Luận văn Equivalence in the translation of vietnamese cultural words in the book “wandering through vietnamese culture” by huu ngoc

This paper is a linguistic study on equivalences and the translation methods rendered to achieve the equivalent effects in a book written by the writer and translator, Huu Ngoc. More specifically, the chosen subject of investigation is the translation of Vietnamese cultural words in the book “Wandering through Vietnamese culture”. The reasons for this choice are both linguistic and practical.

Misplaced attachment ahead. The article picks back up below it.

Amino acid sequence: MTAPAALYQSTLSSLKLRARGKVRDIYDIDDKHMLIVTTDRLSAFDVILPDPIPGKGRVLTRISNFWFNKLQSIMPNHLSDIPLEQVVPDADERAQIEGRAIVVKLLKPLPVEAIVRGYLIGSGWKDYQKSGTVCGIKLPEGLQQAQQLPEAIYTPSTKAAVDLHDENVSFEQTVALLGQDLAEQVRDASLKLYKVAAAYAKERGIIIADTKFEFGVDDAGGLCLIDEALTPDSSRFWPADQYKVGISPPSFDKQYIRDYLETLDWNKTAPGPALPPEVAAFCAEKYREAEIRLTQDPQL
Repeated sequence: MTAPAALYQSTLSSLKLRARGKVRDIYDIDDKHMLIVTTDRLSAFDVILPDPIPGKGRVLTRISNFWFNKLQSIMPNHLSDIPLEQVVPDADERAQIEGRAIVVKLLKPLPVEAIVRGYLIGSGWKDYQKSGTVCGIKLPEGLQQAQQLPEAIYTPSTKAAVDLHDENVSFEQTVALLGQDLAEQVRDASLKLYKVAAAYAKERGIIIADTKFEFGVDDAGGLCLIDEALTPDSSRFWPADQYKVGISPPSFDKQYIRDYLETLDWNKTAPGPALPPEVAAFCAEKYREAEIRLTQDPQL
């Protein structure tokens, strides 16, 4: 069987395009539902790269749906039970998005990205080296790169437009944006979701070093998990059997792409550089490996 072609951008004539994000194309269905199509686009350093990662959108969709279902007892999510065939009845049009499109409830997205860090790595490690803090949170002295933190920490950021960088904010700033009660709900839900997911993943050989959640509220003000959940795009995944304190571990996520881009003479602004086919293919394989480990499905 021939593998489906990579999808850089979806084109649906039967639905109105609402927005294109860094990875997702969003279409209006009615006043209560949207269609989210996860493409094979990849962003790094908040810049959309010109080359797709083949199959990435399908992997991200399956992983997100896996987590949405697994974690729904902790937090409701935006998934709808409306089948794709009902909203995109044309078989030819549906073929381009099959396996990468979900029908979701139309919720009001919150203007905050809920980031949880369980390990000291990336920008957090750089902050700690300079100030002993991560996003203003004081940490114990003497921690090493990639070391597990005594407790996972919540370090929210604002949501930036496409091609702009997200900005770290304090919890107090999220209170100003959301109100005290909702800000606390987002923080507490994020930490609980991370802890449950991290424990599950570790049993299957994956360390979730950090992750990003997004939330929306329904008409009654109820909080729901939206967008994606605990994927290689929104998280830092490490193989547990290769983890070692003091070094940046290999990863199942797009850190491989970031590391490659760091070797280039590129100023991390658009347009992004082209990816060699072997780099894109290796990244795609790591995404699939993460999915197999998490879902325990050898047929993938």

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College of Foreign Languages (VHUN) Postgraduate Studies & BẠCH ÁNH HỒNG EQUIVALENCE IN THE TRANSLATION OF VIETNAMESE CULTURAL WORDS IN THE BOOK “WANDERING THROUGH VIETNAMESE CULTURE” BY HUU NGOC (TƯƠNG ĐƯƠNG TRONG CÁCH DỊCH CÁC TỪ CÓ YẾU TỔ VĂN HÓA TRONG CUỐN SÁCH “WANDERING THROUGH VIETNAMESE CULTURE” CỦA HỮU NGỌC) Field: English Linguistics Code: 602215 Course: K13 M.A. Minor Thesis Supervisor: Assoc. Prof. Dr. Lê Hùng Tiến Assoc. Prof. Dr. Le Hung Tien - Hanoi, July 2007 - Abstract This paper is a linguistic study on equivalences and the translation methods rendered to achieve the equivalent effects in a book written by the writer and translator, Huu Ngoc. More specifically, the chosen subject of investigation is the translation of Vietnamese cultural words in the book “Wandering through Vietnamese culture”. The reasons for this choice are both linguistic and practical. Linguistically, the translation of culture-related words has never been seen as an easy task, especially between such two distant cultures as Vietnam and English. The challenges may originate from cultural differences, the cultural knowledge of the translator etc. However, the hardest problems may be attached to non- equivalence which consists of the concepts unknown to target language readers, the non-lexicalization of the concepts, the lack of super ordinates of hyponyms etc. The main contribution of this paper is to draw out the main ways of dealing with the hurdles by investigating how an experienced translator and a famous Vietnamese cultural expert overcome the difficulty in his book. Practically, I hope that the lessons drawn from the study of his work could effectively assist me in my practical job at my university, where a Vietnamese Studies Department is to be opened with an aim to train new generation of youngsters who will narrow down the culture gaps between Vietnam and other countries. ACKNOWLEDGEMENTS On the completion of this thesis, I am indebted to many people. First and foremost, I would like to express my sincere thanks to my supervisor, Assoc. Prof. Dr. Le Hung Tien for his valuable and prompt advice and helps, without which, this thesis could not come into being. My thanks also go to all my lecturers and officers from Post Graduate Department, College of Foreign Languages, Vietnam National University, who have facilitated me with the best possible conditions during my whole course of studying. Last but not least, let my gratitude go to my family and friends, whose encouragement and assistance are of extreme importance during the course of my writing this thesis. Hanoi, July 2007 Bach Anh Hong TABLE OF CONTENTS PART A: INTRODUCTION 1. Rationale Translating from one language into another has never been an easy job even for the most experienced translators. Translation, involving the transposition of thoughts expressed in one language by one social group into the appropriate expression of another group, entails a process of cultural de-coding, re-coding and en-coding. However, the process of transmitting cultural elements is a complicated and vital task. Culture is a complex collection of experiences which condition daily life; it includes history, social structure, religion, traditional customs and everyday usage. This is difficult to comprehend completely. The more disparities that exist between any two languages, the greater the meaning loss in the translation is. As hard as it may seem, the translation of Vietnamese cultural words is now an inevitable part in our integrating life since we have become a member of WTO. Thang Long University is one of those where the Department of Vietnam Study is going to be opened with an aims of training Vietnamese students into those who can introduce Vietnamese culture to the world. This sooner or later will pose teachers of English at Thang Long University a problem of matching cultural equivalence between English and Vietnamese. However, not many empirical studies have been conducted so far on the issue of translation of Vietnamese cultural words into English. Those reasons may explain how this study came into being. The study investigates how a very famous and experienced translator, Huu Ngoc, dealt with all the Vietnamese cultural words his whole-hearted work “Wandering through Vietnamese culture”. It also raised the need for translators of Vietnamese-English texts, especially in treating cultural terms, to pay close attention to the linguistic and cultural elements of the source texts. 2. Scope of the study This study sets its boundary in studying cultural words in the book “Wandering through Vietnamese culture” by Huu Ngoc. It will look into the equivalence and non-equivalence of Vietnamese cultural words and their translations from the following points: the most common types of equivalence the possible reasons for the non-equivalence their translations 3. Aims of the study The main aims of the study are: To find out the most common type of equivalence used in his translation of Vietnamese cultural words To draw out the common problems of equivalence seen in the translation of Vietnamese cultural words into English To draw out the strategies and procedures that may apply to the translation of Vietnamese cultural words To suggest some implications for the translation of the cultural words. On this ground, the study seeks answer for the retailing research questions: What are the common types of equivalence used in the translation of cultural words in the book “Wandering through Vietnamese culture” by Huu Ngoc? What are the most common problems in translating Vietnamese cultural words into English that can be seen in the book? What are the common methods used in the translation of Vietnamese cultural words? 4. Methodology With the hope to go on the right track for the answers, the writer will conduct the study in following steps: Building up a theoretical background for the paper. Collecting and group the Vietnamese cultural words and their English equivalents for description, analysis, comparison and induction. Finding out the similarities and differences and draw out the translation used in the translation of cultural words. The main method is contrastive analysis. Data collection: The Vietnamese cultural words and their translations appear in the book “Wandering through Vietnamese culture” by Huu Ngoc. 5. Design of the study This study consists of three main parts, a reference, and a number of appendixes. Part A: Introduction The introduction gives rationale for the study. It also outlines the aims and the methods of the study. Part B: Development The development comprises two chapters. Chapter 1, which is named “Theoretical background”, provides the theory of translation and the translation of cultural words. Chapter 2 entitled “Cultural words and their equivalences” discusses the most common types of equivalence in translation of Vietnamese cultural words. It also studies the translation of Vietnamese cultural words and translation methods employed in their translation by Huu Ngoc in his book “Wandering though Vietnamese culture”. Part C, which is the “Conclusion”, summaries the strategies and procedures and comments. Reference includes all the books, articles or website that has been referred to during the writing of this thesis. The appendixes list examples of different groups of equivalence in order of the alphabet. PART B: DEVELOPMENT Chapter 1: Theoretical background 1.1. Translation theory 1.1.1. Definition of translation Translation has been viewed differently through times and thus defined variously. Larson (1984: 3) stated “Translation is basically a change of form… In translation the form of the source language is replaced by the form of the receptor (target) language”. Newmark (1988:5) did not seem to totally agree with Larson - who considered translation a basic “change of form”, by emphasizing the “intended in the text” as said “ Translation is rendering a written text into another language in the way the author intended in the text.” Hatim & Mason (1990:3), on the other hand, focused more on the communicative purpose of translation by citing: “Translation is a communicative process which takes place within a social context”. It is then followed by other linguists, Bell (1991: 5), who thought “semantic and stylistic equivalences” are crucial for a translation to communicate successfully: “Translation is the expression in another language (or TL) of what has been expressed in another, source language, preserving semantic and stylistic equivalences” These definitions, in spite of slight differences in the expressions, share common features that they all emphasize the importance of finding the closest equivalence in meaning by the choice of appropriate target language’s lexical and grammatical structures, communication situation, and cultural and the requirement to find equivalents which have similar characteristics to the original. It is this notion of equivalence, which will be taken into consideration in the next part. 1.1.2. Translation equivalence As easily seen, equivalence can be considered a central concept in translation theory. Therefore, it is not by chance that many theorists define translation in terms of equivalence relation. Newmark (1988) defines: “The overriding purpose of any translation should be to achieve ‘equivalence effect’ i.e. to produce the same effect on the readership of translation as was obtained on the readership of the original”. He also sees equivalence effect as the desirable result rather than the aim of any translation except for two cases: (a) If the purpose of the SL text is to affect and the TL translation is to inform or vice versa; (b) If there is a pronounced cultural gap between the SL and the TL text. Pym(1992) has even pointed to its circularity: equivalence is supposed to define translation, in turn, defines equivalence. 1.1.2.1. The nature of equivalence in translation Equivalence has been considered the unique intertextual relation that only translations are expected to show: it is defined as the relationship between a source text and a target text that allows the TT to be considered as a translation of the ST in the first place. Nearly all traditional definitions of translation, whether formal or informal, appeal to some notion of this: translation means the replacement, or substitution, of an utterance in one language by a formally or semantically or pragmatically equivalent utterance in another language. Therefore, it is no surprise that equivalence is always taken for granted as a prescriptive criterion, as Koller (1995:196) says: “Translation can be understood as the result of a text-reprocessing activity, by means of which a source-language text is transposed into a target-language text. Between the resulting text in L2 (the target-language text) and the source text in L1 (the source-language text) there exists a relationship which can be designated as a translational, or equivalence relation.” Then the question to be asked is not whether the two texts are equivalent, but what type and degree of translation equivalence they reveal. Therefore, it is possible to say that equivalence is “Any relation characterizing translation under a specified set of circumstances.” And “Equivalence was a relationship between two texts in two languages, rather than between the languages themselves” (Dr. Tien’s lectures- 2007). 1.1.2.2. Types of equivalence in translation Translation theorists tend to classify equivalence in accordance with different criteria and approach. Some out standings are quantitative, meaning based, form-based and function based. a. Quantitative approach: Munday (2001) seems to stick to numeracy and suggests: One-to-one equivalence: A single expression in TL is equivalent to a single expression in SL. One-to-many equivalence: More than one TL expressions are equivalent to a single SL expression. Many- to-one equivalence: there is more than one expression in the source language but there is a single expression in target language which is equivalence to them. One-to-part-of-one equivalence: A TL expression covers part of a concept designated by a single SL expression. Nil equivalence: no TL expression is equivalent to a single SL expression -> loaned/borrowed equivalents should be used. b. Meaning-based equivalence Koller (1979) considers five types of equivalence: Denotative equivalence: the SL and the TL words refer to the same thing in the real world. Connotative equivalence: this type of equivalence provides additional values besides denotative value and is achieved by the translator’s choice of synonymous words or expressions. Text-normative equivalence: The SL and the TL words are used in the same or similar context in their respective languages. Pragmatic equivalence: With readership orientation, the SL and TL words have the same effect on their respective readers. Formal equivalence: This type of equivalence produces an analogy of form in the translation by their exploiting formal possibilities of TL, or creating new forms in TL. c. Form-based equivalence: An extremely interesting discussion of the notion of equivalence can be found in Baker (1992) who seems to offer a more detailed list of conditions upon which the concept of equivalence can be defined. She distinguishes between: Equivalence that can appear at word level and above word level, when translating from one language into another. This means that the translator should pay attention to a number of factors when considering a single word, such as number, gender and tense (1992:11-12). Textual equivalence, when referring to the equivalence between a SL text and a TL text in terms of information and cohesion. It is up to the translator to decide whether or not to maintain the cohesive ties as well as the coherence of the SL text. His or her decision will be guided by three main factors, that is, the target audience, the purpose of the translation and the text type. d. Function-based equivalence: Nida (1964) distinguishes formal equivalence and dynamic translation as basic orientations rather than as a binary choice: Formal equivalence is achieved when the SL and TL words have the closest possible match of form and content. Dynamic equivalence is achieved when the SL and TL words have the same effect on their effective readers. 1.1.3. Common problems of non-equivalence As we all share the view that equivalence is the vital part of translation, we may easily agree that the problem of non-equivalence is the hardest hurdles of translation. Many theorists has showed their concerns in the issue of “untranslatability”. The following are some common types of non-equivalence at word level suggested by Barker (1994: 72): a. Culture-specific concepts The source-language word may express a concept which is totally unknown in the target culture. The concept in question may be abstract or concrete; it may relate to a religious belief, a social custom, or even a type of food. b. The source-language concept is not lexicalized in the target language The source-language word may express a concept which is known in the target culture but simply not lexicalized, that is not ‘allocated’ a target-language word to express it. c. The source-language word is semantically complex The source-language word may be semantically complex. This is a fairly common problem in translation. Words do not have to be morphologically complex to be semantically complex (Bolinger and Sears, 1968). In other words, a single word which consists of a single morpheme can sometimes express a more complex set of meanings than a whole sentence. d. The source and target languages make different distinctions in meaning The target language may make more or fewer distinctions in meaning than the source language. What one language regards as an important distinction in meaning another language may not perceive as relevant. e. The target language lacks a superordinate The target language may have specific words (hyponyms) but no general word (superordinate) to head the semantic field. Russian has no ready equivalent for facilities, meaning ‘any equipment, building, services, etc. that are provided for a particular activity or purpose’ f. The target language lacks a specific term (hyponym) More commonly, languages tend to have general words (superordinates) but lack specific ones (hyponyms), since each language makes only those distinctions in meaning which seem relevant to its particular environment. g. Differences in physical or interpersonal perspective Physical perspective may be of more importance in one language than it is in another. Perspective may also include the relationship between participants in the discourse (tenor). h. Differences in expressive meaning There may be a target-language word which has the same propositional meaning as the source-language word, but it may have a different expressive meaning. i. Differences in form There is often no equivalent in the target language for a particular form in the source text. Certain suffixes and prefixes which convey propositional and other types of meaning in English often have no direct equivalents in other languages. j. Differences in frequency and purpose using specific forms Even when a particular form does have a ready equivalent in the target language, there may be a difference in the frequency with which it is used or the purpose for which it is used. k. The use of loan words in the source text The use of loan words in the source text poses a special problem in translation. Quite apart form their respective propositional meaning, loan words such as au fait, chic, and alfresco in English are often used for their prestige value, because they can add an air of sophistication to the text or its subject matter. 1.2. Notion of culture in translation The definition of "culture" as given in the Concise Oxford Dictionary (1999) varies from descriptions of the "Arts" to plant and bacteria cultivation and includes a wide range of intermediary aspects. More specifically concerned with language and translation, Newmark (1988:94) defines culture as "the way of life and its manifestations that are peculiar to a community that uses a particular language as its means of expression", thus acknowledging that each language group has its own culturally specific features. He further clearly states that operationally he does "not regard language as a component or feature of culture" (Newmark 1988:95) in direct opposition to the view taken by Vermeer who states that "language is part of a culture" (1989:222). According to Newmark, Vermeer's stance would imply the impossibility to translate whereas for the latter, translating the source language (SL) into a suitable form of TL is part of the translator's role in transcultural communication. Despite the differences in opinion as to whether language is part of culture or not, the two notions appear to be inseparable. Discussing the problems of correspondence in translation, Nida (1964:130) confers equal importance to both linguistic and cultural differences between the SL and the TL and concludes that "differences between cultures may cause more severe complications for the translator than do differences in language structure". It is further explained that parallels in culture often provide a common understanding despite significant formal shifts in the translation. The cultural implications for translation are thus of significant importance as well as lexical concerns. Lotman (1978:211-32) states that "no language can exist unless it is steeped in the context of culture; and no culture can exist which does not have at its centre, the structure of natural language". Bassnett (1980:13-14) underlines the importance of this double consideration when translating by stating